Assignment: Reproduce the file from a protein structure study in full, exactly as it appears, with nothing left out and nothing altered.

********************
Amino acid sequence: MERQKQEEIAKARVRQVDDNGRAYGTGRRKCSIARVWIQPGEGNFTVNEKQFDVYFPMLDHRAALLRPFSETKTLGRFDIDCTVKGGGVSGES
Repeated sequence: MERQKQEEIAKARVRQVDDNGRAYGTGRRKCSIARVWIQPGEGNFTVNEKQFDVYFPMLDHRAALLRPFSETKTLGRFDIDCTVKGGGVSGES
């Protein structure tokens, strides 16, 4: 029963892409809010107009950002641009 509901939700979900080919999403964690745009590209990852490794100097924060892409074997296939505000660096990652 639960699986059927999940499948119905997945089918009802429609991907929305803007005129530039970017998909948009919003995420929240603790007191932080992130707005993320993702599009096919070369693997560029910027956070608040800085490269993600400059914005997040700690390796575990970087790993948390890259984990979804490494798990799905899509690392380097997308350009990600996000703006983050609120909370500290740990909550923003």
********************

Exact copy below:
Amino acid sequence: MERQKQEEIAKARVRQVDDNGRAYGTGRRKCSIARVWIQPGEGNFTVNEKQFDVYFPMLDHRAALLRPFSETKTLGRFDIDCTVKGGGVSGES
Repeated sequence: MERQKQEEIAKARVRQVDDNGRAYGTGRRKCSIARVWIQPGEGNFTVNEKQFDVYFPMLDHRAALLRPFSETKTLGRFDIDCTVKGGGVSGES
């Protein structure tokens, strides 16, 4: 029963892409809010107009950002641009 509901939700979900080919999403964690745009590209990852490794100097924060892409074997296939505000660096990652 639960699986059927999940499948119905997945089918009802429609991907929305803007005129530039970017998909948009919003995420929240603790007191932080992130707005993320993702599009096919070369693997560029910027956070608040800085490269993600400059914005997040700690390796575990970087790993948390890259984990979804490494798990799905899509690392380097997308350009990600996000703006983050609120909370500290740990909550923003």